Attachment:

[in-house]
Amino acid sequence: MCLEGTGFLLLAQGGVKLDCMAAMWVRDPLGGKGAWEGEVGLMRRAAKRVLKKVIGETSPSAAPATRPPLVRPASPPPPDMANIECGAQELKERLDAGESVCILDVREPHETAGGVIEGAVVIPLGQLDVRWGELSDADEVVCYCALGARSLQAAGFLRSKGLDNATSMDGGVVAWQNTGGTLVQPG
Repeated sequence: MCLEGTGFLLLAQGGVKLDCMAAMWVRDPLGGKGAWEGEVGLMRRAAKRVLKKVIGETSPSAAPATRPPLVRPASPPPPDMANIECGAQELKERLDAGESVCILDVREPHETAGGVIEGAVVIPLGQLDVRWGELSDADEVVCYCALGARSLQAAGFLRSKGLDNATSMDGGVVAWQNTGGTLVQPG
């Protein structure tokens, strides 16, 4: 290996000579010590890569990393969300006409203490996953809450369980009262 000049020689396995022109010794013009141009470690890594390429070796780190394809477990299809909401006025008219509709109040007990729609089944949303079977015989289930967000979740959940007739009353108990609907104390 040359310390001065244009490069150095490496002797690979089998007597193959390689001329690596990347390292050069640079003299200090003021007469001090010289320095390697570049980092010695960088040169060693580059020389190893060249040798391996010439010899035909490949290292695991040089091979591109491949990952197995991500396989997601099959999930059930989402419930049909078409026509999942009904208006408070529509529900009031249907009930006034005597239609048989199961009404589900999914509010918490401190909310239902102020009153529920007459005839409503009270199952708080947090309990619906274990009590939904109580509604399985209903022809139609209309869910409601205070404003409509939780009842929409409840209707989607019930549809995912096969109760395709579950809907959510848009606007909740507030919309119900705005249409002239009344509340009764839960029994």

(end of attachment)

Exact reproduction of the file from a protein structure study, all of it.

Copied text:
[in-house]
Amino acid sequence: MCLEGTGFLLLAQGGVKLDCMAAMWVRDPLGGKGAWEGEVGLMRRAAKRVLKKVIGETSPSAAPATRPPLVRPASPPPPDMANIECGAQELKERLDAGESVCILDVREPHETAGGVIEGAVVIPLGQLDVRWGELSDADEVVCYCALGARSLQAAGFLRSKGLDNATSMDGGVVAWQNTGGTLVQPG
Repeated sequence: MCLEGTGFLLLAQGGVKLDCMAAMWVRDPLGGKGAWEGEVGLMRRAAKRVLKKVIGETSPSAAPATRPPLVRPASPPPPDMANIECGAQELKERLDAGESVCILDVREPHETAGGVIEGAVVIPLGQLDVRWGELSDADEVVCYCALGARSLQAAGFLRSKGLDNATSMDGGVVAWQNTGGTLVQPG
């Protein structure tokens, strides 16, 4: 290996000579010590890569990393969300006409203490996953809450369980009262 000049020689396995022109010794013009141009470690890594390429070796780190394809477990299809909401006025008219509709109040007990729609089944949303079977015989289930967000979740959940007739009353108990609907104390 040359310390001065244009490069150095490496002797690979089998007597193959390689001329690596990347390292050069640079003299200090003021007469001090010289320095390697570049980092010695960088040169060693580059020389190893060249040798391996010439010899035909490949290292695991040089091979591109491949990952197995991500396989997601099959999930059930989402419930049909078409026509999942009904208006408070529509529900009031249907009930006034005597239609048989199961009404589900999914509010918490401190909310239902102020009153529920007459005839409503009270199952708080947090309990619906274990009590939904109580509604399985209903022809139609209309869910409601205070404003409509939780009842929409409840209707989607019930549809995912096969109760395709579950809907959510848009606007909740507030919309119900705005249409002239009344509340009764839960029994």